The Expanded Vision
It is Nancy and Michael’s hope that one day, Sacred Fire Farms will be the first location of what will emerge as PAM™ talks. Just as TED speakers present topics in Technology, Entertainment, and Design, which are considered the most influential sources of our current culture, the Herold’s feel that it is a more feminine energy that will offer active and applicable solutions for many of the global challenges going forward.
PAM™, which stands for Personal Development, the Arts, and Metaphysics, was conceived by Nancy to be the response to what she feels is lacking in a techno-centric culture.
“Without a doubt, technology offers us benefits, yet carried to the extreme, it is also a barrier to relationships and self reflection. You have to take time to nurture the most important relationship you have—which is with yourself. Until you really know and understand yourself, it will be difficult to understand anyone else.”
On the subject of Art she says: “Art and its creation can be said to provide entertainment value, yet it goes one step further. It creates a physical restructuring of the human brain which can then be used for problem solving in daily life. Where I see entertainment as a passive exercise, art is very much an active process.”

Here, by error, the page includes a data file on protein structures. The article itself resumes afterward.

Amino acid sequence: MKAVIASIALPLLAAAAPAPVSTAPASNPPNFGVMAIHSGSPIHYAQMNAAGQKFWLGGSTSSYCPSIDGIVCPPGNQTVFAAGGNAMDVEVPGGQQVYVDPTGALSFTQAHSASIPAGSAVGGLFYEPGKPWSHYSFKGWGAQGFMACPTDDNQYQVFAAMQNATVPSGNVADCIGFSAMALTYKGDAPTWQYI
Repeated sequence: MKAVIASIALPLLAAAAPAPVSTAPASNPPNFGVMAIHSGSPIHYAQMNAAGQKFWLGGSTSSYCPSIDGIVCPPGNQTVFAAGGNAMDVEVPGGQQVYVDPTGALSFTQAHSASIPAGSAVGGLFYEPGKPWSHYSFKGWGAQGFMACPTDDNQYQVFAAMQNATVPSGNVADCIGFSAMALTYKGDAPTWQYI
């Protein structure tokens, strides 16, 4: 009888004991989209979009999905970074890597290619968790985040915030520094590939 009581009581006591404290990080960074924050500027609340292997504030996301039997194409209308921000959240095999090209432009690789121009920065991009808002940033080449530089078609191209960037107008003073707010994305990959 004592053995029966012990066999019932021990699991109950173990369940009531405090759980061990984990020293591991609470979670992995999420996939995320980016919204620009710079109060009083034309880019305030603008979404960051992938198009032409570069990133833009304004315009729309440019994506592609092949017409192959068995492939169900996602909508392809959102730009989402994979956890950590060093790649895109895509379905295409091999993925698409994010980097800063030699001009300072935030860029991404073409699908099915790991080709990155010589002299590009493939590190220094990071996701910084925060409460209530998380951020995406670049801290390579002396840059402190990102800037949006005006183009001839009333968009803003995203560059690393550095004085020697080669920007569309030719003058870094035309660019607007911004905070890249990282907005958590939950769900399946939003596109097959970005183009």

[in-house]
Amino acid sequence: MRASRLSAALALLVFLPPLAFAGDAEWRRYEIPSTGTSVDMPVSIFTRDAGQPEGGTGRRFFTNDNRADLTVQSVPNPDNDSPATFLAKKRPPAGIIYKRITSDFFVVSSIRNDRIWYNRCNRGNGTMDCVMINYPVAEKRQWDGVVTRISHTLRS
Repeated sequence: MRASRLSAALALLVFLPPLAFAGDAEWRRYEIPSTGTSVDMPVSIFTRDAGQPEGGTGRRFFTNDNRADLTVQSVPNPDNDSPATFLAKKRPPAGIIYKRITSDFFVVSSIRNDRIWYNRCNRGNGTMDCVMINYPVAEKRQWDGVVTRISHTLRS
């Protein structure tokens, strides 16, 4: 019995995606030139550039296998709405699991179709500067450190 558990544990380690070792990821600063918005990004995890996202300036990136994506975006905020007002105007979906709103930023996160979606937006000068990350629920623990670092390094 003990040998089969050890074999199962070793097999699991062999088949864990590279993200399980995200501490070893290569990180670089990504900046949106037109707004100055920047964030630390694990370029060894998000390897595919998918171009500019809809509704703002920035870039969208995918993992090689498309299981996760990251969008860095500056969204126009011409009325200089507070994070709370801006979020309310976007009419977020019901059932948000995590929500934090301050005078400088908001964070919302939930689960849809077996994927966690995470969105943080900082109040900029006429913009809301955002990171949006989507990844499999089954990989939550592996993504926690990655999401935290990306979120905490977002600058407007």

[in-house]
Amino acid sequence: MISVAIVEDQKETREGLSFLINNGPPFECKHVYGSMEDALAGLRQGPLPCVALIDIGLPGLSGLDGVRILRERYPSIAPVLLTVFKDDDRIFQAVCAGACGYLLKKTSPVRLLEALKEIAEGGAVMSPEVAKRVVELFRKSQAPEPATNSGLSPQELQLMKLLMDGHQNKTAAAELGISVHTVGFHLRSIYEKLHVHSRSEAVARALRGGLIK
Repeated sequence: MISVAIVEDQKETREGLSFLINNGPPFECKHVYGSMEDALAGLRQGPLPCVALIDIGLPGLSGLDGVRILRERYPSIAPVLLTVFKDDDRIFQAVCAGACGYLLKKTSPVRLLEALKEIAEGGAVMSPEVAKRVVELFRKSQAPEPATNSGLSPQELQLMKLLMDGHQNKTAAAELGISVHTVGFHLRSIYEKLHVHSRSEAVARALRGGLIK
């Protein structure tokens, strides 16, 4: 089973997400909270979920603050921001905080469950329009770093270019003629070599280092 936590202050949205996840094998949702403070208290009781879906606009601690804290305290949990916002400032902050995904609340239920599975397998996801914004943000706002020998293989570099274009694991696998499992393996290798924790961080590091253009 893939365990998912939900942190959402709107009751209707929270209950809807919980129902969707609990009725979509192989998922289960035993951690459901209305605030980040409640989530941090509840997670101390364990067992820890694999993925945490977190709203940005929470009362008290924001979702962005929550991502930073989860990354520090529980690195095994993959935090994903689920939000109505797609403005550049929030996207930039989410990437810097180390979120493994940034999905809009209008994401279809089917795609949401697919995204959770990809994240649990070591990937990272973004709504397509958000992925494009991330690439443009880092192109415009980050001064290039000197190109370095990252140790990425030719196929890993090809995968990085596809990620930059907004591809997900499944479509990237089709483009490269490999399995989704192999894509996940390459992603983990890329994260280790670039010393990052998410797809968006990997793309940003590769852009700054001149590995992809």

And on the subject of metaphysics, Nancy offers: “I view metaphysical studies as something that can provide a deeper understanding of our connection with nature, God and each other. Our current model of empirical science often places us at odds with spiritual beliefs and even nature; yet, metaphysical sciences actually make a case for many of those beliefs being valid. For me, it speaks to The Grandest Design of All, which calls us to understand the mysteries of life outside of what we think we know.”
She continues, “A spiritual belief, by my own definition, is simply ‘A belief in The Good you cannot see’. That’s pretty generic, but it also makes a sharp distinction from extremist views that choose instead to focus on all of the ‘bad’ that cannot be seen.”
She smiles adding: “A unifying theme of ‘unseen good’ simply keeps the fine print from getting in the way.”